Release Date: 06/26/12
Synopsis from goodreads.com:
This was supposed to be the best summer of Maggie’s life. Now it’s the one she’d do anything to forget.
Maggie Reynolds remembers hanging out at the gorge with her closest friends after a blowout party the night before. She remembers climbing the trail hand in hand with her perfect boyfriend, Joey. She remembers that last kiss, soft, lingering, and meant to reassure her. So why can’t she remember what happened in the moment before they were supposed to dive? Why was she left cowering at the top of the cliff, while Joey floated in the water below—dead?
As Maggie’s memories return in snatches, nothing seems to make sense. Why was Joey acting so strangely at the party? Where did he go after taking her home? And if Joey was keeping these secrets, what else was he hiding?
The latest novel from the author of The Tension of Opposites, One Moment is a mysterious, searing look at how an instant can change everything you believe about the world around you.
My thoughts on the book:
One Moment is the first book I've read by Kristina McBride, and I have to admit that I enjoyed it more than I thought I would. McBride is a master at showing instead of telling, and for the most part, the characters' reactions are believable and realistic. Each character is flawed, but I couldn't keep from caring about each of them. Even Shannon, who does some terrible things over the course of the novel. Each character also grows throughout the story, and by the end, everyone has changed. The dialogue is annoying at times, and McBride used the same three words to describe everything. The plot isn't unique, but it is well thought out. Even though there was no big mystery and no action, I still could not put this book down. I was as obsessed with getting to know the real Joey as Maggie was. To me, that is the mark of a good book.
One Moment begins at the gorge, and we get to walk through witness first hand what happened through Maggie's eyes. However, there are some parts missing from what we learn at the beginning of the book, and it isn't until the last half of the novel that we learn everything that happened on top of that cliff. I like how McBride showed us who Joey was instead of telling us who he was. From my brief observation of him, I could tell that he was full of life and wildly irresponsible. My assessment proved to be true, but he was also so much more than that. He was a liar and extremely selfish. The more I learned about him, the less I liked him. I don't think he deserved to die, but he did deserve a good kick in the business.
Maggie is a very weak character at times, and she refuses to believe what is right in front of her. Over the course of the story, she learns how to face things and that the truth, while not always pleasant, is important in order to live a balanced life. She also learns who her real friends are and aren't. Her friends, Tanna and Adam are my favorites, other than Maggie, of course. I didn't get to know Tanna as much as I would have liked, but this novel wasn't really the place for that. I did get to know quite a bit about Adam, though, and the more I got to know about him, the more I liked him. He is kind of the "anti-Joey."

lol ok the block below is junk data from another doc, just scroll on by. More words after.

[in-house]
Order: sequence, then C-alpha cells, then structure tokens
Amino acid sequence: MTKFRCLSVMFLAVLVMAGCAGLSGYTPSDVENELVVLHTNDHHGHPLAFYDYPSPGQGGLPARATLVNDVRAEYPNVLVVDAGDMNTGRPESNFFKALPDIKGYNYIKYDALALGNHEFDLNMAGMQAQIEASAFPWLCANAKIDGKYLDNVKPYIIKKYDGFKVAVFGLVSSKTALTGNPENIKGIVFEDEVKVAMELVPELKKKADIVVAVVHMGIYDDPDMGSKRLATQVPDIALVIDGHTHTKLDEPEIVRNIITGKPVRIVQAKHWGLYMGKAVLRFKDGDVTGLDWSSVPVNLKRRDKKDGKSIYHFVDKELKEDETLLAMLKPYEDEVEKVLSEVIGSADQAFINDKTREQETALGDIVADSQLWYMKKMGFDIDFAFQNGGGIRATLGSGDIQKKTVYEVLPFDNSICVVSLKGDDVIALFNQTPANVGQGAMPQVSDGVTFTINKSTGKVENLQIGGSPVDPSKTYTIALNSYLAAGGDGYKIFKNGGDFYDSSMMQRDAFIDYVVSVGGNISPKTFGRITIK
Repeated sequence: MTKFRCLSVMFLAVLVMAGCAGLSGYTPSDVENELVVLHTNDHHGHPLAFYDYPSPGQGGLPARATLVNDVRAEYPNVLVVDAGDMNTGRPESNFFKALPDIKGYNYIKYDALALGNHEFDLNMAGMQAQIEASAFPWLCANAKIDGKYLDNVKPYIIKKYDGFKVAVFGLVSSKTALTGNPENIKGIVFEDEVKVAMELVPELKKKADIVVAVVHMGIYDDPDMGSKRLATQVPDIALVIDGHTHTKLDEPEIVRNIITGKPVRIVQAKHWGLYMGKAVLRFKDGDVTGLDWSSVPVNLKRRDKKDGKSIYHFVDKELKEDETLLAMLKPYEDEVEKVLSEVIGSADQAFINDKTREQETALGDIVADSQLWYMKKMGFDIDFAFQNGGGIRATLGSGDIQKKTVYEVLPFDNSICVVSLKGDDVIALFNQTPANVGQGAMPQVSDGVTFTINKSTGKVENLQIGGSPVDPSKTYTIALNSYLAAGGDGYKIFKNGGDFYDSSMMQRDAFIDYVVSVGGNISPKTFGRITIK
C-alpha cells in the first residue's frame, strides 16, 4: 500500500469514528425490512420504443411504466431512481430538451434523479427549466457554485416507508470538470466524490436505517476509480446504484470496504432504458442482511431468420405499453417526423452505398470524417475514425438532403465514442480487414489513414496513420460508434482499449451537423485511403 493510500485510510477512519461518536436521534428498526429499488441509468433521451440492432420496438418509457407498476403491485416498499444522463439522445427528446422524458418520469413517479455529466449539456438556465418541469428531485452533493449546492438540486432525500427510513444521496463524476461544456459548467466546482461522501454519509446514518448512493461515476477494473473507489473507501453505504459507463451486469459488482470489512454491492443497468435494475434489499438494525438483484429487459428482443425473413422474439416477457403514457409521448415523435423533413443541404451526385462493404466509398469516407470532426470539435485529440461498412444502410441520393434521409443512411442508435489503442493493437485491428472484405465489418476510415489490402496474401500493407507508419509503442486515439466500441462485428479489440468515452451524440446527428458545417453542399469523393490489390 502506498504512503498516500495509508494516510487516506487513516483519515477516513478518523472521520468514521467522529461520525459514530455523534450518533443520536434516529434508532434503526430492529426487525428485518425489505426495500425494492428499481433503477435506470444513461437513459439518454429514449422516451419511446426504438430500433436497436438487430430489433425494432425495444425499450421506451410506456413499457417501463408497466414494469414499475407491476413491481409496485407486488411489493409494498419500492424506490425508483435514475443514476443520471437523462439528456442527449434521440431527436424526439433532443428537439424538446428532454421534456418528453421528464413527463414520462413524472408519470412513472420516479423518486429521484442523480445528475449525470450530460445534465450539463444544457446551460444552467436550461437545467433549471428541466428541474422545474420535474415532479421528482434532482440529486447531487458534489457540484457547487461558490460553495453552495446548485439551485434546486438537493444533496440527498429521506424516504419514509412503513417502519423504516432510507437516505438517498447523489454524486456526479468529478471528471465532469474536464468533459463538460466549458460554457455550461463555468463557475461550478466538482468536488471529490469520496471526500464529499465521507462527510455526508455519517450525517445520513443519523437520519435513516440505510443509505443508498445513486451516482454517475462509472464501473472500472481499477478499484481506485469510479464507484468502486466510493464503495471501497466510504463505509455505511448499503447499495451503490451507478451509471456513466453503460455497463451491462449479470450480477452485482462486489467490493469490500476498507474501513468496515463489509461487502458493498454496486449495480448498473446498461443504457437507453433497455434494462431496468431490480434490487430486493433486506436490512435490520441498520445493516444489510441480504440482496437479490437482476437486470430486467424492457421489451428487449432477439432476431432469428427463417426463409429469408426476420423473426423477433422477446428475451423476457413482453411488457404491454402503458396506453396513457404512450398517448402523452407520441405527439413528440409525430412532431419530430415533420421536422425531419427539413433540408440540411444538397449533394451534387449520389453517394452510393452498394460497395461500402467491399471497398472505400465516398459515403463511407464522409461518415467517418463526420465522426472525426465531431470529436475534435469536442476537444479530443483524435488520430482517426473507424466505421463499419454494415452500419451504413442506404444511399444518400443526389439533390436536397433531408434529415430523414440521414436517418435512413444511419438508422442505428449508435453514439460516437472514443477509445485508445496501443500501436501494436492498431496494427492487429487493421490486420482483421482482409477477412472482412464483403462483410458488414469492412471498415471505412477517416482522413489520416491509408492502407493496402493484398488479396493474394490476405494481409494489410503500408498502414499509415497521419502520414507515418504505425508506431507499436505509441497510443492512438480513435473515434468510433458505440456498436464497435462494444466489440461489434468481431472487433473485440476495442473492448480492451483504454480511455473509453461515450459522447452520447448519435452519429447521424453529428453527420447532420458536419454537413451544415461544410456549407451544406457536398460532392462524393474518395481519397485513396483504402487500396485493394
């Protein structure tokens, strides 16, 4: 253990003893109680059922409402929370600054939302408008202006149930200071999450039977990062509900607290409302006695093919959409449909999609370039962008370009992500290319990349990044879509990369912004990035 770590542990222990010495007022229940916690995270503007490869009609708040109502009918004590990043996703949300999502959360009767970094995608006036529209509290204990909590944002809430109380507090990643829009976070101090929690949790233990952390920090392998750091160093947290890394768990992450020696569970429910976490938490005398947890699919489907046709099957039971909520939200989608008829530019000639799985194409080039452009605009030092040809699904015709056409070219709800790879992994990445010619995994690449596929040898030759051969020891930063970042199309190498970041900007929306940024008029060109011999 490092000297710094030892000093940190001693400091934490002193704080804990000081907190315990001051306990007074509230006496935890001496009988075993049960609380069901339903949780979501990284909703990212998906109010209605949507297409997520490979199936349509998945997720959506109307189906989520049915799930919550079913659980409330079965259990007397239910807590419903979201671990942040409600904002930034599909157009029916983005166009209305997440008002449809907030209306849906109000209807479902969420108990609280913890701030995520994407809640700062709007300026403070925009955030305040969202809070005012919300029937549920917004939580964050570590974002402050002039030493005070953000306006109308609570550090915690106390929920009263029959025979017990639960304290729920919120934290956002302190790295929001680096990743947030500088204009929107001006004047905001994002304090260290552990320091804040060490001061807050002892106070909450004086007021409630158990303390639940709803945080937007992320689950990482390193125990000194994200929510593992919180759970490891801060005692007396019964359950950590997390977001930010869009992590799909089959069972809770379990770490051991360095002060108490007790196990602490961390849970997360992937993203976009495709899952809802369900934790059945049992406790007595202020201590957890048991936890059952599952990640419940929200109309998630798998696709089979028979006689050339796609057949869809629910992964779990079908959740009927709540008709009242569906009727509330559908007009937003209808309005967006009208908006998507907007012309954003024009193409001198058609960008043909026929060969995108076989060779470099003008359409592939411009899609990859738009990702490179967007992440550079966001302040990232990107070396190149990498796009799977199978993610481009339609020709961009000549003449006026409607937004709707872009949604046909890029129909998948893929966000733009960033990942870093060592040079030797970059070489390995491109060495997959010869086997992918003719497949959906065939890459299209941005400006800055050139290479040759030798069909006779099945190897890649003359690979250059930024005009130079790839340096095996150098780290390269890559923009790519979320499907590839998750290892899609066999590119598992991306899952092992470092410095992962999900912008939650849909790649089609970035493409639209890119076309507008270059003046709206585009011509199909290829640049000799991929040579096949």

The book is fast paced, but nothing felt rushed. The plot, while not unique, is intriguing, but I really feel that it was McBride's ability to make the reader feel what her characters are feeling that had me hooked. I laughed and cried right along with Maggie. When she told Joey goodbye, I told him goodbye, too. I felt everything she felt, other than her guilt. If I'd been in her place, I would have had a lot more guilt than she had... or at least a lot more guilt than I, as the reader, was shown. I didn't feel like she felt guilty enough for her pain about Joey's death to be completely believable. I would have liked a little more time spent on how she felt responsible for his death. That would have made things seem a bit more realistic.
The two main things I didn't like about this book are the descriptions and some of the dialogue. Everything was "sugary." The sky was sugary, the donuts were sugary, the ice cream was sugary, everything was sugary. Seriously there are plenty of other adjectives that can be used. Also the dialogue really annoyed me at times. I hated how McBride insisted on writing, "whaddo you mean?" instead of, "what do you mean?" Seriously, most people say it like "whaddo," there is no need to write it out phonetically. That's just obnoxious. And it wasn't just for one character. Every single character, if they were going to say "what do you mean," it came out "whaddo you mean." That took me out of the story and was extremely unnecessary, in my opinion.
Overall, I'd recommend this book to anyone who loves a good contemporary YA novel. It's not some feel good novel, but it is an excellent summer read. There are some heartbreaking parts, but the ending allows the reader to hope for happiness for Maggie, after all. Also, One Moment is a beautiful story of forgiveness, acceptance, and learning to let go. This is a story that will be enjoyed by both teens and adults.
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